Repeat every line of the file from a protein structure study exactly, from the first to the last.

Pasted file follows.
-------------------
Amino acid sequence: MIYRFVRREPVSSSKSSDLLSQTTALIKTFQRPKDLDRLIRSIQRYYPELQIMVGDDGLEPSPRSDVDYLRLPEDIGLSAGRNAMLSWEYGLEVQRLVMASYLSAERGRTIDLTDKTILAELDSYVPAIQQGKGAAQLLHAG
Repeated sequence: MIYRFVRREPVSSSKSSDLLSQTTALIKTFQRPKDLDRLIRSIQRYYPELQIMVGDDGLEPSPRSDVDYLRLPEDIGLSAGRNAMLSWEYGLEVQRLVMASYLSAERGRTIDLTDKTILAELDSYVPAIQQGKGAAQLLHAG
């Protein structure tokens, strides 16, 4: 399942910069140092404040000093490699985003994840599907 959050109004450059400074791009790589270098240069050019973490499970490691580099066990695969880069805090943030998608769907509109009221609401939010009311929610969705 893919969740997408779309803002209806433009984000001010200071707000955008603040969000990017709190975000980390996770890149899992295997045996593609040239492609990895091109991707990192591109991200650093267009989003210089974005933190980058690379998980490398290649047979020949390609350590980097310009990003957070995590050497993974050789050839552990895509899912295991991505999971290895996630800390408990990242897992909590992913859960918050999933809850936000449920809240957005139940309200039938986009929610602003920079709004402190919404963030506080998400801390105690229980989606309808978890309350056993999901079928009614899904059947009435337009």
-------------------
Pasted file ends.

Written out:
Amino acid sequence: MIYRFVRREPVSSSKSSDLLSQTTALIKTFQRPKDLDRLIRSIQRYYPELQIMVGDDGLEPSPRSDVDYLRLPEDIGLSAGRNAMLSWEYGLEVQRLVMASYLSAERGRTIDLTDKTILAELDSYVPAIQQGKGAAQLLHAG
Repeated sequence: MIYRFVRREPVSSSKSSDLLSQTTALIKTFQRPKDLDRLIRSIQRYYPELQIMVGDDGLEPSPRSDVDYLRLPEDIGLSAGRNAMLSWEYGLEVQRLVMASYLSAERGRTIDLTDKTILAELDSYVPAIQQGKGAAQLLHAG
């Protein structure tokens, strides 16, 4: 399942910069140092404040000093490699985003994840599907 959050109004450059400074791009790589270098240069050019973490499970490691580099066990695969880069805090943030998608769907509109009221609401939010009311929610969705 893919969740997408779309803002209806433009984000001010200071707000955008603040969000990017709190975000980390996770890149899992295997045996593609040239492609990895091109991707990192591109991200650093267009989003210089974005933190980058690379998980490398290649047979020949390609350590980097310009990003957070995590050497993974050789050839552990895509899912295991991505999971290895996630800390408990990242897992909590992913859960918050999933809850936000449920809240957005139940309200039938986009929610602003920079709004402190919404963030506080998400801390105690229980989606309808978890309350056993999901079928009614899904059947009435337009």